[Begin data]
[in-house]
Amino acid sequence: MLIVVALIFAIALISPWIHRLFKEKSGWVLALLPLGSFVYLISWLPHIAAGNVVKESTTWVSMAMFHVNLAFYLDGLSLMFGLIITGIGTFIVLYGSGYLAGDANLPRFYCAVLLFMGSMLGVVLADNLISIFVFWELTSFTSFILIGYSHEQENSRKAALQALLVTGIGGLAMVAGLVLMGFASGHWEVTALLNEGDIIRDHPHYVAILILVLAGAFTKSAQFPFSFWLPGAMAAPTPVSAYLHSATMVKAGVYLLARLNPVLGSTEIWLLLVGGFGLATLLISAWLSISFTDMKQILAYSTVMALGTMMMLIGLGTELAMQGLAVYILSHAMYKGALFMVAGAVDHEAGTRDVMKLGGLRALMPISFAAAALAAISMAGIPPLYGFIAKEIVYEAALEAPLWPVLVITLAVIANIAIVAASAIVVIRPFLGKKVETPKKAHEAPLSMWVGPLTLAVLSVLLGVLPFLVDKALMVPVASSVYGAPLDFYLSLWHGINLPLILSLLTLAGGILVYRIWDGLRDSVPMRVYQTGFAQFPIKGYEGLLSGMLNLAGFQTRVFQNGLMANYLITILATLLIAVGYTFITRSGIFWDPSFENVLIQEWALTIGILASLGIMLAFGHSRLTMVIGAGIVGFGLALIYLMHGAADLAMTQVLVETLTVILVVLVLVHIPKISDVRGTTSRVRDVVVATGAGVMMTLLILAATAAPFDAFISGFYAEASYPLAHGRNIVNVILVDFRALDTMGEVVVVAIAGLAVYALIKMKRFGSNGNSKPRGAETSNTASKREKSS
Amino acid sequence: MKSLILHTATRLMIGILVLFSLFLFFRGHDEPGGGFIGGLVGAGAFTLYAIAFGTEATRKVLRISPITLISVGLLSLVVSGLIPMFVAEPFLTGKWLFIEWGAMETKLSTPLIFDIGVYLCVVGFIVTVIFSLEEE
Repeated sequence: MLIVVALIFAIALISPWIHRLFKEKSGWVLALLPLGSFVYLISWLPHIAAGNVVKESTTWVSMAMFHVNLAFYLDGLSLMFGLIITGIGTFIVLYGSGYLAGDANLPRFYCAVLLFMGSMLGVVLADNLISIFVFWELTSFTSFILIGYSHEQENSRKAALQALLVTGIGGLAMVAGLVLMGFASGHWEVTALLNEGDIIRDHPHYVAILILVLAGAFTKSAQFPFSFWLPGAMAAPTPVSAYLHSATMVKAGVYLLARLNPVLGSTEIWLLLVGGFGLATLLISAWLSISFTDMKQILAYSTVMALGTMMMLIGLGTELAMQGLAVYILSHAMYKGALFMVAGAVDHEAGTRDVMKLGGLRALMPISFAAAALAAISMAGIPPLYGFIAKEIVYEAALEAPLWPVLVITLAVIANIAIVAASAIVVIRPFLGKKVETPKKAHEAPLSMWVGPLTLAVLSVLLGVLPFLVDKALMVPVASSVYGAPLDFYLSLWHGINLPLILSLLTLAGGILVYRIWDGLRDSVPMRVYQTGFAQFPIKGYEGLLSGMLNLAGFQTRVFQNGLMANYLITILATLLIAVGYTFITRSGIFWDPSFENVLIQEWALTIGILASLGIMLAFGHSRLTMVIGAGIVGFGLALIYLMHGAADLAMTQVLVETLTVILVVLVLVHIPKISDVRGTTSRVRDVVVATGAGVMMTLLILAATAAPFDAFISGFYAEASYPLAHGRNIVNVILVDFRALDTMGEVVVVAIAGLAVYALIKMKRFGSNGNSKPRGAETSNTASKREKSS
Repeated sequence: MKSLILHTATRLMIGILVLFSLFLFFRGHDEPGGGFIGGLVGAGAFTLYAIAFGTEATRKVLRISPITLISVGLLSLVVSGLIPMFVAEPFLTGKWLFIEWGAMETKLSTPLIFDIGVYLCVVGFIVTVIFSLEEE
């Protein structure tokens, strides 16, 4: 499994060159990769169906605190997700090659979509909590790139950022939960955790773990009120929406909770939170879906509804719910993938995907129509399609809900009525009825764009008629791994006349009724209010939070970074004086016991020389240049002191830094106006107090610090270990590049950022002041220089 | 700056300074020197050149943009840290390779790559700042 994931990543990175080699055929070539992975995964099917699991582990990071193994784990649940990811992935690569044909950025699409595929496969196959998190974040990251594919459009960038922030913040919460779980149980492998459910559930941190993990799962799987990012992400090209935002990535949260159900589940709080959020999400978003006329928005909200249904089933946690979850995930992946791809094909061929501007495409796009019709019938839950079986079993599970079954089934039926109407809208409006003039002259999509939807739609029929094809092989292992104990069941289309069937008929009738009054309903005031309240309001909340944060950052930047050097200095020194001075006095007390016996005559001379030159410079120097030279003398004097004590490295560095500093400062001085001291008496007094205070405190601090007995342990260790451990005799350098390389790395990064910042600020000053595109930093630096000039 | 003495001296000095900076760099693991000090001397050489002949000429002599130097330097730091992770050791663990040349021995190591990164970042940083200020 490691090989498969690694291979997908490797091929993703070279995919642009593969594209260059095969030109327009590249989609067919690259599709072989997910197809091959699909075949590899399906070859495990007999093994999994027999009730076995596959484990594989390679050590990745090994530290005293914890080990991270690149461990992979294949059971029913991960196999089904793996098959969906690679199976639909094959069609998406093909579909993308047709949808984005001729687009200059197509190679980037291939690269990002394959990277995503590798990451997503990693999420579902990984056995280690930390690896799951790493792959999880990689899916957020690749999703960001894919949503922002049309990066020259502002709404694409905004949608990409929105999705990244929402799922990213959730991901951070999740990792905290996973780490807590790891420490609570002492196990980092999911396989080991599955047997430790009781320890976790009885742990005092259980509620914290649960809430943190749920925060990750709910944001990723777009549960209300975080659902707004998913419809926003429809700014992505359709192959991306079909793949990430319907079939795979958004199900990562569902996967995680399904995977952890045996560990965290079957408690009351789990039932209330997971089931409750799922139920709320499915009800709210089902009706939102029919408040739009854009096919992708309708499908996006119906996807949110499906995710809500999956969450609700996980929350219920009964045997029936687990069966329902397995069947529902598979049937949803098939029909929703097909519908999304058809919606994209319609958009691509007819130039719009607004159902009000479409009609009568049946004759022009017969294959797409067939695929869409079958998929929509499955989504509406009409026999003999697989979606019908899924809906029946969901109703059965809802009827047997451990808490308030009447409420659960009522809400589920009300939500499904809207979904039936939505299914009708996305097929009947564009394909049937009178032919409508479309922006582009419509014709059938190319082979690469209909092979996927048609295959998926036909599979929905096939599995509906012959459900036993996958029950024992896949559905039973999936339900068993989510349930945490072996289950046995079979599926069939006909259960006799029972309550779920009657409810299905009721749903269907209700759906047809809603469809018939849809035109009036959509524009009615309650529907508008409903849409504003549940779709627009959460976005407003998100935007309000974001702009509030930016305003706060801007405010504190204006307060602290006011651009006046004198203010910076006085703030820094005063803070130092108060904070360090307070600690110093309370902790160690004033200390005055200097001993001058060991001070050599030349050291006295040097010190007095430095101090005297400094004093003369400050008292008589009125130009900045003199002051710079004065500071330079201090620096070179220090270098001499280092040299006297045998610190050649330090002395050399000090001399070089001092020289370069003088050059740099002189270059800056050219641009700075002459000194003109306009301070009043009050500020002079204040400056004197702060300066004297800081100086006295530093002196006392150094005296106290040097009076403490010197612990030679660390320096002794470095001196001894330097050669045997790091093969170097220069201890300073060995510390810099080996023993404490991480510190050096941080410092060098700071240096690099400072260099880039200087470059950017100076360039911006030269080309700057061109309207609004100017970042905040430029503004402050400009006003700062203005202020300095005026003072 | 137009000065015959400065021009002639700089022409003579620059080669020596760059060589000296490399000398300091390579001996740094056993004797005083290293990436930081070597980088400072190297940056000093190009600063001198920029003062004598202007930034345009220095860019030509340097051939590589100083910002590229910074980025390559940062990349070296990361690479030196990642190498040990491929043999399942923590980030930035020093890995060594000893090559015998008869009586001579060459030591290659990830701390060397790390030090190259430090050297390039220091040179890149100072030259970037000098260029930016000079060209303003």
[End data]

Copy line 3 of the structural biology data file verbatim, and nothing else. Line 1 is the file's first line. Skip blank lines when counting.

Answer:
Amino acid sequence: MKSLILHTATRLMIGILVLFSLFLFFRGHDEPGGGFIGGLVGAGAFTLYAIAFGTEATRKVLRISPITLISVGLLSLVVSGLIPMFVAEPFLTGKWLFIEWGAMETKLSTPLIFDIGVYLCVVGFIVTVIFSLEEE